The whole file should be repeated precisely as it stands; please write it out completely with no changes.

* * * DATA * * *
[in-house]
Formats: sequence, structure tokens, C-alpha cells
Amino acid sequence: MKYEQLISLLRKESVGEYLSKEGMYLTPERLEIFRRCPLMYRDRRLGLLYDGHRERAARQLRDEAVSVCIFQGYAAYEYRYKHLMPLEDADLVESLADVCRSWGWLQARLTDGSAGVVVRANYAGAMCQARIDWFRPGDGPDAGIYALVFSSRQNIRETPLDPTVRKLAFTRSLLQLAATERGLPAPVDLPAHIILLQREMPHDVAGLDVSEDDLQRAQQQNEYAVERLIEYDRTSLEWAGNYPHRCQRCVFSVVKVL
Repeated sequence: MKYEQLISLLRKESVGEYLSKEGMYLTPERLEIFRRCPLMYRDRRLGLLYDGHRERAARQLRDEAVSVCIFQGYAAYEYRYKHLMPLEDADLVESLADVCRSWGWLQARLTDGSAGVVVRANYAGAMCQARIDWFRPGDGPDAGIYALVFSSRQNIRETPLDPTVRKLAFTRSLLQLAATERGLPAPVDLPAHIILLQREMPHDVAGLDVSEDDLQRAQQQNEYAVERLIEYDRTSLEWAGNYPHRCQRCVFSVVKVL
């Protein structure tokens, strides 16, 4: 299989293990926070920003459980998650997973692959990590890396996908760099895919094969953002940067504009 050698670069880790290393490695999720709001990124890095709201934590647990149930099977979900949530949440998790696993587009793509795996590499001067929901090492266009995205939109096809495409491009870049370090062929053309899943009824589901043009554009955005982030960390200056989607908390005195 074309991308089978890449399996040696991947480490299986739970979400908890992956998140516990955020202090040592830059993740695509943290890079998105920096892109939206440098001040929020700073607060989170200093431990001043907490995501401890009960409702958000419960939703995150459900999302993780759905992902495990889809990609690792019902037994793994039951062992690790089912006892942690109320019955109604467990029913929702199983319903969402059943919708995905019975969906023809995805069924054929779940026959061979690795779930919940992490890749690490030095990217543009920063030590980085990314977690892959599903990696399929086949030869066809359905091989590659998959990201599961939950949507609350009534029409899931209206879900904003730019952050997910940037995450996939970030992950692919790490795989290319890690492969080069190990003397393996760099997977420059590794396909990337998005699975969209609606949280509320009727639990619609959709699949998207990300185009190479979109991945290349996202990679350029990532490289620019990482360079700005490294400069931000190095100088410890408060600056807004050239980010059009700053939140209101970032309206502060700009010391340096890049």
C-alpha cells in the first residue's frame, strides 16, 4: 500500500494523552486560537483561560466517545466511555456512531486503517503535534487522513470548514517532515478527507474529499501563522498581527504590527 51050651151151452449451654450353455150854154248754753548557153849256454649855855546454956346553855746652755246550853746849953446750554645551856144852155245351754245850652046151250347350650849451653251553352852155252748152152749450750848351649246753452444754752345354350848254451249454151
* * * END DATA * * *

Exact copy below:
[in-house]
Formats: sequence, structure tokens, C-alpha cells
Amino acid sequence: MKYEQLISLLRKESVGEYLSKEGMYLTPERLEIFRRCPLMYRDRRLGLLYDGHRERAARQLRDEAVSVCIFQGYAAYEYRYKHLMPLEDADLVESLADVCRSWGWLQARLTDGSAGVVVRANYAGAMCQARIDWFRPGDGPDAGIYALVFSSRQNIRETPLDPTVRKLAFTRSLLQLAATERGLPAPVDLPAHIILLQREMPHDVAGLDVSEDDLQRAQQQNEYAVERLIEYDRTSLEWAGNYPHRCQRCVFSVVKVL
Repeated sequence: MKYEQLISLLRKESVGEYLSKEGMYLTPERLEIFRRCPLMYRDRRLGLLYDGHRERAARQLRDEAVSVCIFQGYAAYEYRYKHLMPLEDADLVESLADVCRSWGWLQARLTDGSAGVVVRANYAGAMCQARIDWFRPGDGPDAGIYALVFSSRQNIRETPLDPTVRKLAFTRSLLQLAATERGLPAPVDLPAHIILLQREMPHDVAGLDVSEDDLQRAQQQNEYAVERLIEYDRTSLEWAGNYPHRCQRCVFSVVKVL
């Protein structure tokens, strides 16, 4: 299989293990926070920003459980998650997973692959990590890396996908760099895919094969953002940067504009 050698670069880790290393490695999720709001990124890095709201934590647990149930099977979900949530949440998790696993587009793509795996590499001067929901090492266009995205939109096809495409491009870049370090062929053309899943009824589901043009554009955005982030960390200056989607908390005195 074309991308089978890449399996040696991947480490299986739970979400908890992956998140516990955020202090040592830059993740695509943290890079998105920096892109939206440098001040929020700073607060989170200093431990001043907490995501401890009960409702958000419960939703995150459900999302993780759905992902495990889809990609690792019902037994793994039951062992690790089912006892942690109320019955109604467990029913929702199983319903969402059943919708995905019975969906023809995805069924054929779940026959061979690795779930919940992490890749690490030095990217543009920063030590980085990314977690892959599903990696399929086949030869066809359905091989590659998959990201599961939950949507609350009534029409899931209206879900904003730019952050997910940037995450996939970030992950692919790490795989290319890690492969080069190990003397393996760099997977420059590794396909990337998005699975969209609606949280509320009727639990619609959709699949998207990300185009190479979109991945290349996202990679350029990532490289620019990482360079700005490294400069931000190095100088410890408060600056807004050239980010059009700053939140209101970032309206502060700009010391340096890049």
C-alpha cells in the first residue's frame, strides 16, 4: 500500500494523552486560537483561560466517545466511555456512531486503517503535534487522513470548514517532515478527507474529499501563522498581527504590527 51050651151151452449451654450353455150854154248754753548557153849256454649855855546454956346553855746652755246550853746849953446750554645551856144852155245351754245850652046151250347350650849451653251553352852155252748152152749450750848351649246753452444754752345354350848254451249454151